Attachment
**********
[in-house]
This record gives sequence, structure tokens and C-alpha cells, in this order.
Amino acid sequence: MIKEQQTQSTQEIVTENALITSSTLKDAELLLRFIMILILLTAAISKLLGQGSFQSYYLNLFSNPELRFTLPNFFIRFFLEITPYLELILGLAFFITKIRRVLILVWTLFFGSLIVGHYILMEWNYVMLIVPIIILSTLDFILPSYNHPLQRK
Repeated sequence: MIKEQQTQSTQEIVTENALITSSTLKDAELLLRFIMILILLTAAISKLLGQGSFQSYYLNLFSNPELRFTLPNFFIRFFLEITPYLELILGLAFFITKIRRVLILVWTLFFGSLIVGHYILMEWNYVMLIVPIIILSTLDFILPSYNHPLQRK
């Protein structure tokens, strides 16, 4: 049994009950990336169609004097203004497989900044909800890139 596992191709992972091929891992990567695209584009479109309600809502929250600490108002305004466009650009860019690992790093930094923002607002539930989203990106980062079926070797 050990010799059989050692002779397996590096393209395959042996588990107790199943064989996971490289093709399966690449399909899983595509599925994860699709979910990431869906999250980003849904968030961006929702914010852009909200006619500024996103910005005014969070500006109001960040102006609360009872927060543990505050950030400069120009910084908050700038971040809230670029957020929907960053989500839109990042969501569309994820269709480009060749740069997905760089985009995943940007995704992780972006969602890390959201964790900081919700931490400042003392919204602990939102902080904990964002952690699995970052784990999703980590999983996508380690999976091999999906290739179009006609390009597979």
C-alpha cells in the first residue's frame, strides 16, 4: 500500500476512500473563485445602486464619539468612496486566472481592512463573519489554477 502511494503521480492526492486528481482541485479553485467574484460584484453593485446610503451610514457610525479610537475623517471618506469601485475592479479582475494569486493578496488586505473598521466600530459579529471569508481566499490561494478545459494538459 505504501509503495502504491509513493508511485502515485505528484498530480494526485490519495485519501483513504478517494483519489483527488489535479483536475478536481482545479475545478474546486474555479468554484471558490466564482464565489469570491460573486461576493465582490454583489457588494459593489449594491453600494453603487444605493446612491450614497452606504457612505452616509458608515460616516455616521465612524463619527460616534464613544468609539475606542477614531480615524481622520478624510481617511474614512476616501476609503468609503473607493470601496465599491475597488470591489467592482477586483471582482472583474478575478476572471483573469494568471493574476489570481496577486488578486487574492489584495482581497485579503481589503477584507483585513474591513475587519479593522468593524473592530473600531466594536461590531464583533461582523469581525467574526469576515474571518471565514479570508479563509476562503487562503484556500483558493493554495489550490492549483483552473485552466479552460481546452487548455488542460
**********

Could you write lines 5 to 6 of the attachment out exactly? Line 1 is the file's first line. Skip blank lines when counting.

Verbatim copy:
């Protein structure tokens, strides 16, 4: 049994009950990336169609004097203004497989900044909800890139 596992191709992972091929891992990567695209584009479109309600809502929250600490108002305004466009650009860019690992790093930094923002607002539930989203990106980062079926070797 050990010799059989050692002779397996590096393209395959042996588990107790199943064989996971490289093709399966690449399909899983595509599925994860699709979910990431869906999250980003849904968030961006929702914010852009909200006619500024996103910005005014969070500006109001960040102006609360009872927060543990505050950030400069120009910084908050700038971040809230670029957020929907960053989500839109990042969501569309994820269709480009060749740069997905760089985009995943940007995704992780972006969602890390959201964790900081919700931490400042003392919204602990939102902080904990964002952690699995970052784990999703980590999983996508380690999976091999999906290739179009006609390009597979």
C-alpha cells in the first residue's frame, strides 16, 4: 500500500476512500473563485445602486464619539468612496486566472481592512463573519489554477 502511494503521480492526492486528481482541485479553485467574484460584484453593485446610503451610514457610525479610537475623517471618506469601485475592479479582475494569486493578496488586505473598521466600530459579529471569508481566499490561494478545459494538459 505504501509503495502504491509513493508511485502515485505528484498530480494526485490519495485519501483513504478517494483519489483527488489535479483536475478536481482545479475545478474546486474555479468554484471558490466564482464565489469570491460573486461576493465582490454583489457588494459593489449594491453600494453603487444605493446612491450614497452606504457612505452616509458608515460616516455616521465612524463619527460616534464613544468609539475606542477614531480615524481622520478624510481617511474614512476616501476609503468609503473607493470601496465599491475597488470591489467592482477586483471582482472583474478575478476572471483573469494568471493574476489570481496577486488578486487574492489584495482581497485579503481589503477584507483585513474591513475587519479593522468593524473592530473600531466594536461590531464583533461582523469581525467574526469576515474571518471565514479570508479563509476562503487562503484556500483558493493554495489550490492549483483552473485552466479552460481546452487548455488542460